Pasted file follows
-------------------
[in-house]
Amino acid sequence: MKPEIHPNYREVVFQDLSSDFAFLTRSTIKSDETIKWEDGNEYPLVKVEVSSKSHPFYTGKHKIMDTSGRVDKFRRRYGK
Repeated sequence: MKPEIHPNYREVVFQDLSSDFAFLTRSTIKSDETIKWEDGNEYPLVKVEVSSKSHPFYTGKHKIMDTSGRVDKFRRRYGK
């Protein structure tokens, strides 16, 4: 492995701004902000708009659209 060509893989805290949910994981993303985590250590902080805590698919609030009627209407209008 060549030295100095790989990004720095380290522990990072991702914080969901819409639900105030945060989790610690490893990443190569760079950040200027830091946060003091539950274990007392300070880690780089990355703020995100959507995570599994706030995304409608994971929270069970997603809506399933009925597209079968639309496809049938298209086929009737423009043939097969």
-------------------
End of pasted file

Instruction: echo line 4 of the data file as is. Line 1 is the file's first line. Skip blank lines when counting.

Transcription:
């Protein structure tokens, strides 16, 4: 492995701004902000708009659209 060509893989805290949910994981993303985590250590902080805590698919609030009627209407209008 060549030295100095790989990004720095380290522990990072991702914080969901819409639900105030945060989790610690490893990443190569760079950040200027830091946060003091539950274990007392300070880690780089990355703020995100959507995570599994706030995304409608994971929270069970997603809506399933009925597209079968639309496809049938298209086929009737423009043939097969």